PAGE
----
- What happens when nerves of steel are not strong enough?
Then it is time to be creative. I remember one night in February 2016 when we passed through a Hungarian village carrying a load almost 9 meters wide. While passing a streetlight, the tractor’s axes slid down a grassy median that literally "pulled" it into the middle and the tractor got stuck in the mud. A winch and rope did not help. All of us, including pilot car drivers, took shovels in hand and started to dig up the tractor wheels while putting down wooden beams. After an hour of intense work, we moved on. In the morning after the transport, someone said that next time we should buy kayaks and paddles to carry out this kind of transport. After 15 minutes we were still crying tears of laughter and joy!
- Is there always a happy ending?
There are situations where you might doubt it. In 2016, one project involved the disassembly and delivery of timber production line components from Spain to Bulgaria. After winning the tender, it turned out that there was a mistake in the technical documentation provided by the client, and most of the loads were much larger than expected. The diameter of some loads was 5m instead of 3m, which meant that road transport along the entire route was impossible. Over the next two weeks, we developed a transport scheme through the port of Porto in Portugal – as delivery via Spanish ports was impossible due to the cargo height – and then through the port of Varna to the destination. The time pressure was the worst factor. In order to deliver the factory premises to the new owner by the 3rd of July, we had to organize the disassembly and loading of all elements in only 2 months, from the 4th of May to the 1st of July. We managed it. 322 sets, including 160 oversized sets with 84 by ship, were loaded in extremely short time. And most importantly, the cargo was safely delivered undamaged to the owner. Ultimately, it was up to us to make the ending happy!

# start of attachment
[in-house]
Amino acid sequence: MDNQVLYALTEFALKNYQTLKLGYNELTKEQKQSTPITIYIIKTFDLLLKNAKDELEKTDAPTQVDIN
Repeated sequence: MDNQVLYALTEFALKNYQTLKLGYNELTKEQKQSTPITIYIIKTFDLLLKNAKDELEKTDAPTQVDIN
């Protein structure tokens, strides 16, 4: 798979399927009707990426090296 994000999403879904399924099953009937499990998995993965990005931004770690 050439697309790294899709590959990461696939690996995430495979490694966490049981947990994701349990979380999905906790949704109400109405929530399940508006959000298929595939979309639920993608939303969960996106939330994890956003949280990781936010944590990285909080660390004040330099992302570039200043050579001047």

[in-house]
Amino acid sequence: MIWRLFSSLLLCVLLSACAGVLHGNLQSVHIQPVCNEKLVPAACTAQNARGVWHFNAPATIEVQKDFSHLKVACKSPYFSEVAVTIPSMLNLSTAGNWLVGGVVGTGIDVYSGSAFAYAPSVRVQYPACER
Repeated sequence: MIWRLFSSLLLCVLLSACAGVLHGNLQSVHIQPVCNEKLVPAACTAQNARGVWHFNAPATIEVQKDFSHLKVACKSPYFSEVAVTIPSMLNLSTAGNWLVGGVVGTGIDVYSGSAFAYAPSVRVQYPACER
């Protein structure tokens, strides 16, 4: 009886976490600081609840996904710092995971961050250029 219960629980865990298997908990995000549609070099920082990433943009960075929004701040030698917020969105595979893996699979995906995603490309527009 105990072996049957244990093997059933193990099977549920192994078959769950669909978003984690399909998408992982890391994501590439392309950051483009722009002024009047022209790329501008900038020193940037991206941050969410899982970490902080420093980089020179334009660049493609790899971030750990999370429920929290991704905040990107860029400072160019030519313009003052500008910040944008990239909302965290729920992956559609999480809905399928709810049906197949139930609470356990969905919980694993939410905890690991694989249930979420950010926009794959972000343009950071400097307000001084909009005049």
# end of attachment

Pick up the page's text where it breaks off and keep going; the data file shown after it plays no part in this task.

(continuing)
- The transport of oversized cargoes seems to resemble an action movie to some extent. Emotions run high.
That's right, adrenaline levels definitely go up. However, we have to remember that the transport process is preceded by extremely important preparation. There is meticulous development of a detailed transport plan, consultation on transport modes, selection of rolling stock, route checks, and risk assessments. At AsstrA we offer comprehensive services. Our specialists also collect relevant documentation and, if necessary, actively participate in project execution as far as local oversight, supervision of crane operations, piloting, etc.
- There must be situations when, despite all these efforts, the load arrives damaged.
In life everything is possible. That is why we offer our clients all-risk insurance coverage for up to EUR 3 million, which allows to compensate for losses incurred. Before starting transportation, we always assess road infrastructure for passage that is as trouble-free as possible. We also carefully fasten every load. Personally, I put a lot of emphasis on post-transport analysis. Such reflection gives good insights into a given project and helps us draw conclusions for the future. Perfection has no limits.